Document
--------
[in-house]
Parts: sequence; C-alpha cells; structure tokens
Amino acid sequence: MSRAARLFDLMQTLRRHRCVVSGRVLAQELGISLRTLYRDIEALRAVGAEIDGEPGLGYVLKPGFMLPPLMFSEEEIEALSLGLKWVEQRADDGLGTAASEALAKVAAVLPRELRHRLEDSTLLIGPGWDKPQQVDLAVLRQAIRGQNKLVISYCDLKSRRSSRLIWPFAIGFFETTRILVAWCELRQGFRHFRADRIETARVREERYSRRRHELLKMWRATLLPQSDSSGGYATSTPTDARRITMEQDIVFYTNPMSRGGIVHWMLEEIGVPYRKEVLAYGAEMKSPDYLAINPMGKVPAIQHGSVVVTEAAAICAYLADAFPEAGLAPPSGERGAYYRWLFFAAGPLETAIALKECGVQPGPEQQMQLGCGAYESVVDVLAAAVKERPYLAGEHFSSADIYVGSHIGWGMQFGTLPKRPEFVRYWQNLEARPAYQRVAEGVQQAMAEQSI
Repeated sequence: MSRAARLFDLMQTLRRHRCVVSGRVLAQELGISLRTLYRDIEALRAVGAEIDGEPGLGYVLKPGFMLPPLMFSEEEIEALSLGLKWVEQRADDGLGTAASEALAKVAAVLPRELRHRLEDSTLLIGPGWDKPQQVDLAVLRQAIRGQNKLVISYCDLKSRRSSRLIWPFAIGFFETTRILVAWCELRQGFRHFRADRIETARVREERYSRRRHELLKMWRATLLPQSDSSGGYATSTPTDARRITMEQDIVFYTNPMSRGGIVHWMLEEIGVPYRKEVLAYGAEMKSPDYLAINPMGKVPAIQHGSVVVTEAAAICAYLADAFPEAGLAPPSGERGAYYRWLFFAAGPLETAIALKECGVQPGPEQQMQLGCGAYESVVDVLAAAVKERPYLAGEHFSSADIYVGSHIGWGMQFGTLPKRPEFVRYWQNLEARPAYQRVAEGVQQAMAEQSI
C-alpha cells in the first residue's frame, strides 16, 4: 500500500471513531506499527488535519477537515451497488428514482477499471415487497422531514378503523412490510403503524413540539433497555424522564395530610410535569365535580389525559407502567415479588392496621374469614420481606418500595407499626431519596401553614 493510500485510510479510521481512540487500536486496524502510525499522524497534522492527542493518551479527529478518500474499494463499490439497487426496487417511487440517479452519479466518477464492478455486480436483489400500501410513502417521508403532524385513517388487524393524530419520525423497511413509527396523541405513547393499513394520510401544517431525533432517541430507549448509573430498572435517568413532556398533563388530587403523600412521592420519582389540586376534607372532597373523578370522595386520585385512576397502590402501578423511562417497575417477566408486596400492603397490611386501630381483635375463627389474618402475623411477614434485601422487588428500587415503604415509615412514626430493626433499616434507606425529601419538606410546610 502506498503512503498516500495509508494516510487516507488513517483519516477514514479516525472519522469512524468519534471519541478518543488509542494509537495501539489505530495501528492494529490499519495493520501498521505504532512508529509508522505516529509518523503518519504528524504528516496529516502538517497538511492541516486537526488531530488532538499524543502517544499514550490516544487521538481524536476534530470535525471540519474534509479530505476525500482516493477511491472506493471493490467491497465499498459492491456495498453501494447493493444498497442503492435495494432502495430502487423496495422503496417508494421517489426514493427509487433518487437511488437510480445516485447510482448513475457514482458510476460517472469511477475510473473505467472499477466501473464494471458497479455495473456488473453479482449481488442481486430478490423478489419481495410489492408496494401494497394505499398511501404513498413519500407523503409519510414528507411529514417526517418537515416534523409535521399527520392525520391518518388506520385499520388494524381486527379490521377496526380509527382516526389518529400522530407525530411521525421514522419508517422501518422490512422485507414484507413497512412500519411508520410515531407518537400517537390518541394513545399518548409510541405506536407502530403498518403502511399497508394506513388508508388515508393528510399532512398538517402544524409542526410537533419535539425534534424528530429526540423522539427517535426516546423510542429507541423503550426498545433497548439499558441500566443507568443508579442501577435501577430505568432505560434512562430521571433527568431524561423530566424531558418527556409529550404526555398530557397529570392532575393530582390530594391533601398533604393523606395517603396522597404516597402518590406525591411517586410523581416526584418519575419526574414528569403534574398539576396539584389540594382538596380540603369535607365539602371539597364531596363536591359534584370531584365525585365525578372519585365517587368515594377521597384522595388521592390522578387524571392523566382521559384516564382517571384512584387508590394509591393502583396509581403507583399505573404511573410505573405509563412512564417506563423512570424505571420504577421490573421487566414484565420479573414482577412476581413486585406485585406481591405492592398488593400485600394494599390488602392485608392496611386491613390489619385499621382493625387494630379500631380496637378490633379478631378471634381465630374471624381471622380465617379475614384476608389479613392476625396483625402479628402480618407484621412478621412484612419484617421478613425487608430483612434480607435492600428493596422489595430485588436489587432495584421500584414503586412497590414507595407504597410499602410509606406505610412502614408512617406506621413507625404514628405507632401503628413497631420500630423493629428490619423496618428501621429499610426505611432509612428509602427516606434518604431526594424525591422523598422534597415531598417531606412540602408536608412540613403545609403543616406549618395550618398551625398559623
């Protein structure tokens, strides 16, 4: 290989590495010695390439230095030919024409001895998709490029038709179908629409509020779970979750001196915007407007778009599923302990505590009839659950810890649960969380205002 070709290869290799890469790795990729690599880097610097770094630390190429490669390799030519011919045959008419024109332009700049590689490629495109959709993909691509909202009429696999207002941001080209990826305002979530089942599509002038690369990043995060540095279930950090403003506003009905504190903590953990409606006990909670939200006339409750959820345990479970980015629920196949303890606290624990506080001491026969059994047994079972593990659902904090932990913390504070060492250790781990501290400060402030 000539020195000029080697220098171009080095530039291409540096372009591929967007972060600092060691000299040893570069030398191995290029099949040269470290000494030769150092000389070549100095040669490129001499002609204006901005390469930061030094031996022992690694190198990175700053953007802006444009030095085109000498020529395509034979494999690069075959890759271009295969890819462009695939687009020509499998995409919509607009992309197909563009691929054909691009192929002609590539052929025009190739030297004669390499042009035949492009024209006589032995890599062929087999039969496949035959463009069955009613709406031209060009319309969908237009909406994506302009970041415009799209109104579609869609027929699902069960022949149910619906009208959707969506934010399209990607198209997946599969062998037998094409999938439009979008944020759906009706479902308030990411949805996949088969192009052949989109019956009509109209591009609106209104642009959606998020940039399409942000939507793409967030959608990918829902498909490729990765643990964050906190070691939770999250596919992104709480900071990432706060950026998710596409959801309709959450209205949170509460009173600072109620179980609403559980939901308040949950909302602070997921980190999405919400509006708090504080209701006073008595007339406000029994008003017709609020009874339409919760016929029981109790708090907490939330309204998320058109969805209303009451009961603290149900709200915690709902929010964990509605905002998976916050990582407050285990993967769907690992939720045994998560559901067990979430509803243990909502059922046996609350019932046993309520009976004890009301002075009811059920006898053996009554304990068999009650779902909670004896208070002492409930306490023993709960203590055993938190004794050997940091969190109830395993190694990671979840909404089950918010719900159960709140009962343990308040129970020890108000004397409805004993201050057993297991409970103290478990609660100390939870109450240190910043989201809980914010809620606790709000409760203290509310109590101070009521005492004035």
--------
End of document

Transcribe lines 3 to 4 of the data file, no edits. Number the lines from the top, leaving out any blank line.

Amino acid sequence: MSRAARLFDLMQTLRRHRCVVSGRVLAQELGISLRTLYRDIEALRAVGAEIDGEPGLGYVLKPGFMLPPLMFSEEEIEALSLGLKWVEQRADDGLGTAASEALAKVAAVLPRELRHRLEDSTLLIGPGWDKPQQVDLAVLRQAIRGQNKLVISYCDLKSRRSSRLIWPFAIGFFETTRILVAWCELRQGFRHFRADRIETARVREERYSRRRHELLKMWRATLLPQSDSSGGYATSTPTDARRITMEQDIVFYTNPMSRGGIVHWMLEEIGVPYRKEVLAYGAEMKSPDYLAINPMGKVPAIQHGSVVVTEAAAICAYLADAFPEAGLAPPSGERGAYYRWLFFAAGPLETAIALKECGVQPGPEQQMQLGCGAYESVVDVLAAAVKERPYLAGEHFSSADIYVGSHIGWGMQFGTLPKRPEFVRYWQNLEARPAYQRVAEGVQQAMAEQSI
Repeated sequence: MSRAARLFDLMQTLRRHRCVVSGRVLAQELGISLRTLYRDIEALRAVGAEIDGEPGLGYVLKPGFMLPPLMFSEEEIEALSLGLKWVEQRADDGLGTAASEALAKVAAVLPRELRHRLEDSTLLIGPGWDKPQQVDLAVLRQAIRGQNKLVISYCDLKSRRSSRLIWPFAIGFFETTRILVAWCELRQGFRHFRADRIETARVREERYSRRRHELLKMWRATLLPQSDSSGGYATSTPTDARRITMEQDIVFYTNPMSRGGIVHWMLEEIGVPYRKEVLAYGAEMKSPDYLAINPMGKVPAIQHGSVVVTEAAAICAYLADAFPEAGLAPPSGERGAYYRWLFFAAGPLETAIALKECGVQPGPEQQMQLGCGAYESVVDVLAAAVKERPYLAGEHFSSADIYVGSHIGWGMQFGTLPKRPEFVRYWQNLEARPAYQRVAEGVQQAMAEQSI